Although it is also possible to charge the electric vehicle at the domestic socket with 230 volts, it is much safer to use a charging station in order to be able to charge your electric vehicle quickly and safely at home. In addition to the wallbox systems from automobile manufacturers, there are wallboxes from independent manufacturers that are suitable for various electric vehicles. Not every automobile manufacturer offers its own wallbox system for its electric vehicle, so the user is left with the question of which charging station is the right one for his electric vehicle. We explain the most important facts about domestic charging stations.
What is a wallbox?
A wallbox is a wall-mounted charging option for electric vehicles (also for plug-in hybrids) in accordance with IEC 62196. It is the interface between the charging cable plug and the mains and usually offers different charging strengths between 11 and 22 kW at. The connection between the car and the wallbox is usually made using a type 2 connector (Mennekes connector); Asian automobile manufacturers prefer the type 1 connector.
The applied current is mostly three-phase current with 400 volts with an amperage of 16 or 32 amperes. Since the applied alternating current has to be converted into direct current for charging the traction battery, a rectifier integrated in the car is required. This has the advantage that no special device for converting the electricity is required when installing a home charging station. Public charging stations are usually equipped with direct current so that the rectifier in the car is not required.
What are the charging times on a home wallbox?
Basically, the charging time of an electric car depends on the charging capacity of its battery and the charging technology used. At a household socket with a charging capacity of 2,3 kW (230 volts / 10 amperes), the charging time of a battery with a capacity of 20 kWh for single-phase charging is between 6 and 8 hours.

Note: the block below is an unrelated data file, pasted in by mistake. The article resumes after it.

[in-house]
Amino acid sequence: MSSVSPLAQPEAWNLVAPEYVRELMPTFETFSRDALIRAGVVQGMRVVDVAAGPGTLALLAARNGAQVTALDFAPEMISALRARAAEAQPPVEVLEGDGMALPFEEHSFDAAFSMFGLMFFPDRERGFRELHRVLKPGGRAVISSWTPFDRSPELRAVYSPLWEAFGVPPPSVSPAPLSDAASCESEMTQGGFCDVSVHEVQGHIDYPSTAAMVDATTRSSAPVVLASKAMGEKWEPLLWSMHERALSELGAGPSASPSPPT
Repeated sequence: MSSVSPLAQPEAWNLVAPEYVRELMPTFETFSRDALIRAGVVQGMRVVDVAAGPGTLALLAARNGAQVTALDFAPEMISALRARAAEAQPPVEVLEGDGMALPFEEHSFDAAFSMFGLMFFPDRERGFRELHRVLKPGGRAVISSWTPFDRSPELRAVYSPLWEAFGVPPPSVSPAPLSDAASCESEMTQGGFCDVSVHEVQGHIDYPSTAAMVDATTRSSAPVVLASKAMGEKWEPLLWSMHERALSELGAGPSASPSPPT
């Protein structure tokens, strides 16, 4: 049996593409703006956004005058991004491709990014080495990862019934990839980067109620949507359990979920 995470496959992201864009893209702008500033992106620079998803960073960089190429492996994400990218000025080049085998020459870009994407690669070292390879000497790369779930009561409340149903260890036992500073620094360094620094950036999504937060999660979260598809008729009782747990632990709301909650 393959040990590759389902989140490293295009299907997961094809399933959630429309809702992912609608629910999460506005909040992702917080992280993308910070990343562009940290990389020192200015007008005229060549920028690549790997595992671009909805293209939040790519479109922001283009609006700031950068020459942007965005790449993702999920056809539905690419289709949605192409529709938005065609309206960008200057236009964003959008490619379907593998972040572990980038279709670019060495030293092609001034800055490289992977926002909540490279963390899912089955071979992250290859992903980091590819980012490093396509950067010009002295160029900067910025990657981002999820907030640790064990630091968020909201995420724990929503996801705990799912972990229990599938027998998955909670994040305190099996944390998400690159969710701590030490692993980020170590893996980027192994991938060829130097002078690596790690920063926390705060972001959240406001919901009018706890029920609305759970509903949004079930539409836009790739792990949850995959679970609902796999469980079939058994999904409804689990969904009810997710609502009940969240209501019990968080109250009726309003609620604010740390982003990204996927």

A wallbox with an output of 22 kW (400 volts / 32 amperes) can only theoretically transfer 7,4 kW output with single-phase charging. Since so-called unbalanced loads in the power grid are to be avoided, the power per phase in Germany is limited to 4,6 kW. If there is a three-phase charger in the vehicle, the full 22 kW output can be used and the battery is fully charged within an hour. However, not every electric car can guarantee a charging power of 22 kW - the range of power is between 3,7 and 22 kW, depending on the charger installed. When charging, the weakest value determines the maximum charging power - an electric car with a charging power of maximum 11 kW, for example the BMW i3, can of course be charged at a charging station with a charging power of 22 kW, but then only with the vehicle's 11 kW.
So if you have a vehicle with a single-phase on-board charger or a low charging power, you can save the costs of a 22 kW wallbox plus cabling. A three-phase connection with 3,7 or 11 kW is sufficient here. In general, vehicles with a type 1 plug, for example the Nissan Leaf, can only be charged in one phase and with a maximum charging power of 7,4 kW. In order to charge these electric vehicles with type 1 plugs, mostly from Asia, at public or private charging stations, a mode 3 charging cable from type 2 to type 1 must usually be available. Mode 3 charging cables are also available for type 2 to type 2 plugs and allow charging capacities of up to 43 kW.
Source: green car magazine - Issue III - 2017
Cover picture: Wallbox systems from automobile manufacturers - Copyright ag visuell @ fotolia.com
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